English or Español?

Call our office: 828-692-9075

FAQ

When should my child first see a dentist?

It is recommended by the American Academy of Pediatric Dentistry that your child should visit the dentist by his/her first birthday.

What should I expect at my child’s first visit?

You are welcome to go back with your child who will first see a dental assistant or hygienist. Your child will have their teeth cleaned and any necessary x-rays will be taken. Then your child will meet the dentist for a thorough exam of their teeth and surrounding structures. We will also provide you with a personalized home care program that includes advice on tooth brushing and flossing, dietary and fluoride recommendations and a recommended treatment explanation that is written on their dental report card.

Do cavities on baby teeth need to be fixed — won’t they just fall out anyway?

Baby teeth are a very important part of your child’s overall health and appearance and they lay the foundation for healthy permanent teeth.  Cavities and infections associated with baby teeth can damage the permanent teeth. Baby teeth are important for proper eating and chewing.  They provide space for the permanent teeth, guiding them into the correct position.  They also can affect the development of speech.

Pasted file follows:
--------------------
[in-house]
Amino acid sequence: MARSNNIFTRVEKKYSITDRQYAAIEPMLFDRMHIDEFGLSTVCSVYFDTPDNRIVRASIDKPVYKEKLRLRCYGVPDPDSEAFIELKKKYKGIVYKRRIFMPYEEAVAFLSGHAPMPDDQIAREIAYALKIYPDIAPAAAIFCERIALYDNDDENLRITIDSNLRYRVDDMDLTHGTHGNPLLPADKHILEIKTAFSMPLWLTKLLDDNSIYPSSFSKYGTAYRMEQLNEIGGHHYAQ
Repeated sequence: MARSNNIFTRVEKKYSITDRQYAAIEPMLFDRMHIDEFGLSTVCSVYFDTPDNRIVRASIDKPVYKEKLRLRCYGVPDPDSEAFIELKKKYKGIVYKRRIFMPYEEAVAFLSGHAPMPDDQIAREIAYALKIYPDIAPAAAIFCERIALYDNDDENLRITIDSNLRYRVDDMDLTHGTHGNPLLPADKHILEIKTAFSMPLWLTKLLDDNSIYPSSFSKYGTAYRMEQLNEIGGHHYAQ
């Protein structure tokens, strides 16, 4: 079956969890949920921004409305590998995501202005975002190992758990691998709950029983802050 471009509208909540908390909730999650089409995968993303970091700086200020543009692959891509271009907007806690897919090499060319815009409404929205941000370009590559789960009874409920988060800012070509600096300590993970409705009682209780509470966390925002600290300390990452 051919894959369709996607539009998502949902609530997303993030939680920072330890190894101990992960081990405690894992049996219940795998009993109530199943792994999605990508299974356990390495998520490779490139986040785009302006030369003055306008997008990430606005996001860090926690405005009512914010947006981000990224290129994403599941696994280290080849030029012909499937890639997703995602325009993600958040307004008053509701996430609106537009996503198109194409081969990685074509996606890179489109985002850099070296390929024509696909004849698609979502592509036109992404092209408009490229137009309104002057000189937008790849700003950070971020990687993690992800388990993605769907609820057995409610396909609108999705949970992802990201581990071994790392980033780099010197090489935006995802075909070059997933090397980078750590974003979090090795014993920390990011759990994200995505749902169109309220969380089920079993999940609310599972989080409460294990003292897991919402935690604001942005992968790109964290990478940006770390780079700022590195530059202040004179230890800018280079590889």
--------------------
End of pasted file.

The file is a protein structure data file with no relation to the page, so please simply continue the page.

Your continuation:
How do I care for my child’s teeth?

You should begin daily brushing as soon as your child’s first tooth erupts. A pea-sized amount of fluoride toothpaste can be used after child is old enough not to swallow it. By about age 5, your child should be able to brush their own teeth twice a day with supervision until about 7 to make sure they are doing a thorough job. However, each child is different and Dr. Denton can help you determine whether your child has the skill level to brush properly.

How can I prevent my infant from getting early decay, known as baby bottle decay?

When placing your infant down to sleep (nap or nighttime), place only water in the bottle. Liquids that contain sugar like formula, breast milk, juice and soda can pool around your infant’s teeth and cause decay. Always remember to clean or brush your infant’s gums/teeth at least twice daily to remove food and plaque.

What are sealants?

A sealant is a clear, plastic material this is placed into the chewing surfaces (grooves) of the back teeth. The sealant acts as a barrier to food, plaque and bacteria and dramatically reduces the risk of decay in the areas of your child’s mouth that are most prone to decay.